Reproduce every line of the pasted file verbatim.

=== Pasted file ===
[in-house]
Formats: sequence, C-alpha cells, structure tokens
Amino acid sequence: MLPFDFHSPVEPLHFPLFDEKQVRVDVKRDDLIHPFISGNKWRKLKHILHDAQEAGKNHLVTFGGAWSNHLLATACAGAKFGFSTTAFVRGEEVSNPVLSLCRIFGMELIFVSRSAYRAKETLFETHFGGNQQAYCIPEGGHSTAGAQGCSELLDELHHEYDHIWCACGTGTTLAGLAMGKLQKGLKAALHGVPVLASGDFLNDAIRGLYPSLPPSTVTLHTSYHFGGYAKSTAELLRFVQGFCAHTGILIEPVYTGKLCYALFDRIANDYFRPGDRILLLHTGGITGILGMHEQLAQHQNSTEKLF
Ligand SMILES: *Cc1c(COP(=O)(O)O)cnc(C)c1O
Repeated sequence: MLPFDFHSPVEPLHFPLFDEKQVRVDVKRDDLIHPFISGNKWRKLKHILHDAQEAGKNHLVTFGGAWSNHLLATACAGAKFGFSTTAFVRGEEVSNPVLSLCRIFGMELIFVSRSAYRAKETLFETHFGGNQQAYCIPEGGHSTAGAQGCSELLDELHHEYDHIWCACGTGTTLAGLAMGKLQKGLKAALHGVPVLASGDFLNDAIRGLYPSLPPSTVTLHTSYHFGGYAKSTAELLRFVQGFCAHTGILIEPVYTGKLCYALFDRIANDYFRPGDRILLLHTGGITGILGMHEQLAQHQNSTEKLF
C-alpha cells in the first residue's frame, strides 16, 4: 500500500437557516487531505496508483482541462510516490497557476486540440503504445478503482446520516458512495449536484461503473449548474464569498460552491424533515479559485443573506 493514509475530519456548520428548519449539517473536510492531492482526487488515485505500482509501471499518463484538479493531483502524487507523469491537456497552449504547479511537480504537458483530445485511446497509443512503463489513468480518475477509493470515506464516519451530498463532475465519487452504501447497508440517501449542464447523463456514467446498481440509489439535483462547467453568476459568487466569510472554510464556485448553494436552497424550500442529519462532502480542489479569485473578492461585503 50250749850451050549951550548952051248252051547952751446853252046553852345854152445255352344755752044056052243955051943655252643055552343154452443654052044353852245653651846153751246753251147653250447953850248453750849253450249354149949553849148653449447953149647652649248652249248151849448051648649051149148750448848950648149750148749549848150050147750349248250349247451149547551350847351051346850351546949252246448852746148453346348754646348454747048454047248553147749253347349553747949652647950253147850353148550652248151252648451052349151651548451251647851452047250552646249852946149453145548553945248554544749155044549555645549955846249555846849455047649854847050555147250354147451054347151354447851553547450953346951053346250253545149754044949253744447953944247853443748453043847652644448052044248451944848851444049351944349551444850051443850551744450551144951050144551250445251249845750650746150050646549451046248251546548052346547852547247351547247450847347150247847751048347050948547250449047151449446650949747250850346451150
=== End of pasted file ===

[in-house]
Formats: sequence, C-alpha cells, structure tokens
Amino acid sequence: MLPFDFHSPVEPLHFPLFDEKQVRVDVKRDDLIHPFISGNKWRKLKHILHDAQEAGKNHLVTFGGAWSNHLLATACAGAKFGFSTTAFVRGEEVSNPVLSLCRIFGMELIFVSRSAYRAKETLFETHFGGNQQAYCIPEGGHSTAGAQGCSELLDELHHEYDHIWCACGTGTTLAGLAMGKLQKGLKAALHGVPVLASGDFLNDAIRGLYPSLPPSTVTLHTSYHFGGYAKSTAELLRFVQGFCAHTGILIEPVYTGKLCYALFDRIANDYFRPGDRILLLHTGGITGILGMHEQLAQHQNSTEKLF
Ligand SMILES: *Cc1c(COP(=O)(O)O)cnc(C)c1O
Repeated sequence: MLPFDFHSPVEPLHFPLFDEKQVRVDVKRDDLIHPFISGNKWRKLKHILHDAQEAGKNHLVTFGGAWSNHLLATACAGAKFGFSTTAFVRGEEVSNPVLSLCRIFGMELIFVSRSAYRAKETLFETHFGGNQQAYCIPEGGHSTAGAQGCSELLDELHHEYDHIWCACGTGTTLAGLAMGKLQKGLKAALHGVPVLASGDFLNDAIRGLYPSLPPSTVTLHTSYHFGGYAKSTAELLRFVQGFCAHTGILIEPVYTGKLCYALFDRIANDYFRPGDRILLLHTGGITGILGMHEQLAQHQNSTEKLF
C-alpha cells in the first residue's frame, strides 16, 4: 500500500437557516487531505496508483482541462510516490497557476486540440503504445478503482446520516458512495449536484461503473449548474464569498460552491424533515479559485443573506 493514509475530519456548520428548519449539517473536510492531492482526487488515485505500482509501471499518463484538479493531483502524487507523469491537456497552449504547479511537480504537458483530445485511446497509443512503463489513468480518475477509493470515506464516519451530498463532475465519487452504501447497508440517501449542464447523463456514467446498481440509489439535483462547467453568476459568487466569510472554510464556485448553494436552497424550500442529519462532502480542489479569485473578492461585503 50250749850451050549951550548952051248252051547952751446853252046553852345854152445255352344755752044056052243955051943655252643055552343154452443654052044353852245653651846153751246753251147653250447953850248453750849253450249354149949553849148653449447953149647652649248652249248151849448051648649051149148750448848950648149750148749549848150050147750349248250349247451149547551350847351051346850351546949252246448852746148453346348754646348454747048454047248553147749253347349553747949652647950253147850353148550652248151252648451052349151651548451251647851452047250552646249852946149453145548553945248554544749155044549555645549955846249555846849455047649854847050555147250354147451054347151354447851553547450953346951053346250253545149754044949253744447953944247853443748453043847652644448052044248451944848851444049351944349551444850051443850551744450551144951050144551250445251249845750650746150050646549451046248251546548052346547852547247351547247450847347150247847751048347050948547250449047151449446650949747250850346451150